LMU Helps Promote National Black News Channel

UNIVERSITY NEWS | The February launch of the Black News Channel included a reception and panel discussion at Loyola Marymount University, co-sponsored by the Office of Black Student Services and Charter Spectrum. The Los Angeles-based event, one of a series nationwide, on Feb. 28, 2020, brought to the campus more than 100 business, civic and entertainment industry leaders.

“It is a long-delayed opportunity,” said Bryant Keith Alexander, dean of the LMU College of Communication and Fine Arts, “for the black community to be provided with critically curated news that is committed, like our own LMU mission statement suggests – to the information, formation and transformation – of black people.” Alexander welcomed the gathering to campus, expressing the hopes that BNC “will live up to its commitment … to the diversity within blackness in this nation — across class, geography, points of origin and issues of sex/sexuality and gender plurality.”

The Tallahassee, Florida-based network, co-founded by former congressman J.C. Watts, and CEO Bob Brillante, will provide access to information and educational programming to meet the specific needs of this growing and dynamic community that is a major consumer of subscription television services, according to its website. BNC’s collaboration with the National Newspaper Publishers Association, an organization that represents African American newspapers nationwide, will provide the network access to stories not covered by other news organizations.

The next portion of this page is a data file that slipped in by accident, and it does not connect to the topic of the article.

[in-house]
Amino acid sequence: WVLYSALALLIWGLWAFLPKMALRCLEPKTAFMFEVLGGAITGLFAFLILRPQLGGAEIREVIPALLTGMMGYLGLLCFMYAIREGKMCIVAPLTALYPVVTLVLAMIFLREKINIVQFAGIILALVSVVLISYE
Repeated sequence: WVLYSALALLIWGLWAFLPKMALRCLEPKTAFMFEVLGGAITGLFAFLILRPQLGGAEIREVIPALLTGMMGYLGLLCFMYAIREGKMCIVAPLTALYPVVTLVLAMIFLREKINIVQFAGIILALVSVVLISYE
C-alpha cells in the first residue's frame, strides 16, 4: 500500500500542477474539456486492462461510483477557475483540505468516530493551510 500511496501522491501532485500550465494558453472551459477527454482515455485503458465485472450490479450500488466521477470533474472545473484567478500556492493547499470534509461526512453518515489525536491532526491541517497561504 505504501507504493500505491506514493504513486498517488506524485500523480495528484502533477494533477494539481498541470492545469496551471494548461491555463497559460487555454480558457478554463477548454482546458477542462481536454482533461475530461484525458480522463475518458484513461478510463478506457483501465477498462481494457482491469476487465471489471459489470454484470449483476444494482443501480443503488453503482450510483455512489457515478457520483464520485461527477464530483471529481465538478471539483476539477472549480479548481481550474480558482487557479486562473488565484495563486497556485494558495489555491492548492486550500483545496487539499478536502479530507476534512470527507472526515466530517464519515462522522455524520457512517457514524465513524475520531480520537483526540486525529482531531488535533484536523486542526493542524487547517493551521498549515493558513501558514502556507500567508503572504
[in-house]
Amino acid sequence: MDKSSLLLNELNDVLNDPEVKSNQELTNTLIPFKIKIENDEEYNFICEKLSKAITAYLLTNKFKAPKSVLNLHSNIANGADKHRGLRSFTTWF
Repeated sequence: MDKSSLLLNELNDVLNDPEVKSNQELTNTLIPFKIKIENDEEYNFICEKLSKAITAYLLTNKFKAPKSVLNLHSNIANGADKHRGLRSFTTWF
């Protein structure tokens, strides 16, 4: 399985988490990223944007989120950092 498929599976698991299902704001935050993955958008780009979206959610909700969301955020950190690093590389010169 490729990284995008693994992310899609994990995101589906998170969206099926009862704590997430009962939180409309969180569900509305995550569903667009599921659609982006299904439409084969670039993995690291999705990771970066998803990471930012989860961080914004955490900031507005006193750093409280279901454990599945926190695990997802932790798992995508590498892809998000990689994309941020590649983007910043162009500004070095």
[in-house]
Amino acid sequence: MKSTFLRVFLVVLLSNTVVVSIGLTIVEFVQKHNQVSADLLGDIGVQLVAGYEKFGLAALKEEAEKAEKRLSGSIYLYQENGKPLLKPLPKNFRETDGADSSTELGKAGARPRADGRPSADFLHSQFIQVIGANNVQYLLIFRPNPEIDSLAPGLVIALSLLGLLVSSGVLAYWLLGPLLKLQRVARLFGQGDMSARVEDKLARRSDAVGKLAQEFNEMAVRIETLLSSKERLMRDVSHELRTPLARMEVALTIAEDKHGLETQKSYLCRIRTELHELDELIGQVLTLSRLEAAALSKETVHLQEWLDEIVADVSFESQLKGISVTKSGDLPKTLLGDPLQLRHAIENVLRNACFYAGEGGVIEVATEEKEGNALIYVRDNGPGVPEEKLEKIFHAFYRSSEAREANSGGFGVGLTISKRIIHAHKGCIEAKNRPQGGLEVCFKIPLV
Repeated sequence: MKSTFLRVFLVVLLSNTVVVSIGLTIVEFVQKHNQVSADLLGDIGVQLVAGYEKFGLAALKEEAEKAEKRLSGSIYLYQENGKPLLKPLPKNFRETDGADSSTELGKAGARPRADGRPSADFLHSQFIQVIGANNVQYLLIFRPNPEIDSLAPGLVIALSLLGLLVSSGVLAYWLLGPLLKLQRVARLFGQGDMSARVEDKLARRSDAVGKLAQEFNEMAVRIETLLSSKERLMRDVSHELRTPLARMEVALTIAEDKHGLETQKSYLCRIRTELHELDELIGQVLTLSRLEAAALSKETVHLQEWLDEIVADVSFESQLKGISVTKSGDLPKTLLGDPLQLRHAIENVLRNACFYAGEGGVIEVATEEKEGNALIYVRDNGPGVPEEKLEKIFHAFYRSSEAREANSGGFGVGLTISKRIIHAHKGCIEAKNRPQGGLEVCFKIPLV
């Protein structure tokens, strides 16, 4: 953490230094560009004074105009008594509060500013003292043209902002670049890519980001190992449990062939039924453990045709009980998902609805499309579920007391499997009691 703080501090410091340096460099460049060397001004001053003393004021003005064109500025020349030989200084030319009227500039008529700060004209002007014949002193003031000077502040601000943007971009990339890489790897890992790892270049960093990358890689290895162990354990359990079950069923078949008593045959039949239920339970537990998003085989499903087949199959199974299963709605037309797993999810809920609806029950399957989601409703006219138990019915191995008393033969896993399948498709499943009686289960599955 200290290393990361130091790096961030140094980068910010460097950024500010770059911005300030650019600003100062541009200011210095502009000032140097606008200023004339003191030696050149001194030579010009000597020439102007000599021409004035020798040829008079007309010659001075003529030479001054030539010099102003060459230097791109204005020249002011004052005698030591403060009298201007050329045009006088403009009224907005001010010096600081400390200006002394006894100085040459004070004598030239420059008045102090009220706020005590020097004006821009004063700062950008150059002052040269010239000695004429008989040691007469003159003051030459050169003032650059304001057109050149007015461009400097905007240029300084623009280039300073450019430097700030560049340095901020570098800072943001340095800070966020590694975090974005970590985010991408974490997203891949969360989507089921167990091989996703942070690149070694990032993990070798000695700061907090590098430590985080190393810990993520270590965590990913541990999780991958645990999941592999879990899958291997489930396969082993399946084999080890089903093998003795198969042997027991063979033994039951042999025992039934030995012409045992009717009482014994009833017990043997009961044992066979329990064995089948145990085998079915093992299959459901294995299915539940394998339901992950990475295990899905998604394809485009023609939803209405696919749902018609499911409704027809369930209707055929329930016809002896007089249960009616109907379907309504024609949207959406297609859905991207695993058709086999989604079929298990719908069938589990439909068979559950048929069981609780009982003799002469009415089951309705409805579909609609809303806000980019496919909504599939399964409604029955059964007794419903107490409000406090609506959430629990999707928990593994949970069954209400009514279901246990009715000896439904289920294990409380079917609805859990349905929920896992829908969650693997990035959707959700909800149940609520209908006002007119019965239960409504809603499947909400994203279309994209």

“The aphorism of ‘news for us by us’ is important to the creation of a news channel that is predominantly run by African Americans,” said Alexander. “And will present diverse aspects of African American (black) life through a critical frame with a commitment to trustworthy reporting.”

In an interview with the Washington Times, Watts said, “We are more than athletes and entertainers, and on the hard news side, we’re more than crime,” said Watts, who was a star quarterback at the University of Oklahoma in the 1980s and later played in the Canadian Football League.

“For every 17-year-old African American male that you show me that’s being carted off in handcuffs on the 10 o’clock news … I can show you 50 17-year-old African American males that get up every morning trying to figure out, ‘How am I going to make my mother proud of me.’ That’s the story doesn’t get told enough.”

The panelists at the LMU event included Gary Wardlow of the BNC who moderated the discussion; Watts; David White, national executive director of SAG/AFTRA, the actors’ Guild; Paula Madison of Madison Media Management; and actor and activist Sheryl Lee Ralph.

“While providing the black community with critical ways of interpreting ‘social, economic and political debates,’ promoting an informed and motivated citizenry to effect local, and national decisions is critical to our future, and indeed the survival of our planet,” said Alexander. “Such goals are consonant with the LMU Mission, and our own LMU active planning toward a Media Center dedicated to promoting ethical and trustworthy practices in media, news production and journalism for a just society.”